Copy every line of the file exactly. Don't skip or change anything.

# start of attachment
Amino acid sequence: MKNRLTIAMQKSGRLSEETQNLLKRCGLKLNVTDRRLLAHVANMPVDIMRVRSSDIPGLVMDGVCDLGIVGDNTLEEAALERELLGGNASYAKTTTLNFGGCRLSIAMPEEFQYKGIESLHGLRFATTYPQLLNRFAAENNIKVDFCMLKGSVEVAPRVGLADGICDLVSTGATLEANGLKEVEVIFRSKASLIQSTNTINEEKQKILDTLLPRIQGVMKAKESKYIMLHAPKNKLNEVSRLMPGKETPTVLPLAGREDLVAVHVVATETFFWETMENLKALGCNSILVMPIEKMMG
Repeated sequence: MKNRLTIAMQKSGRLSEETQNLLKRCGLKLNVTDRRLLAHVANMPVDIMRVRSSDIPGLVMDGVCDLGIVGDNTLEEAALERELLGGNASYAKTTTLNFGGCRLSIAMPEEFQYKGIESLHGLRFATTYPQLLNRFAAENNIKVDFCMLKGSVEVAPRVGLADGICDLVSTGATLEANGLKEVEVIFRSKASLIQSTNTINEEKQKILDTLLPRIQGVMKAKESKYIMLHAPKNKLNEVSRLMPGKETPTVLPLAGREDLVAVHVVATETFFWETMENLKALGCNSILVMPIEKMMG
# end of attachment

Amino acid sequence: MKNRLTIAMQKSGRLSEETQNLLKRCGLKLNVTDRRLLAHVANMPVDIMRVRSSDIPGLVMDGVCDLGIVGDNTLEEAALERELLGGNASYAKTTTLNFGGCRLSIAMPEEFQYKGIESLHGLRFATTYPQLLNRFAAENNIKVDFCMLKGSVEVAPRVGLADGICDLVSTGATLEANGLKEVEVIFRSKASLIQSTNTINEEKQKILDTLLPRIQGVMKAKESKYIMLHAPKNKLNEVSRLMPGKETPTVLPLAGREDLVAVHVVATETFFWETMENLKALGCNSILVMPIEKMMG
Repeated sequence: MKNRLTIAMQKSGRLSEETQNLLKRCGLKLNVTDRRLLAHVANMPVDIMRVRSSDIPGLVMDGVCDLGIVGDNTLEEAALERELLGGNASYAKTTTLNFGGCRLSIAMPEEFQYKGIESLHGLRFATTYPQLLNRFAAENNIKVDFCMLKGSVEVAPRVGLADGICDLVSTGATLEANGLKEVEVIFRSKASLIQSTNTINEEKQKILDTLLPRIQGVMKAKESKYIMLHAPKNKLNEVSRLMPGKETPTVLPLAGREDLVAVHVVATETFFWETMENLKALGCNSILVMPIEKMMG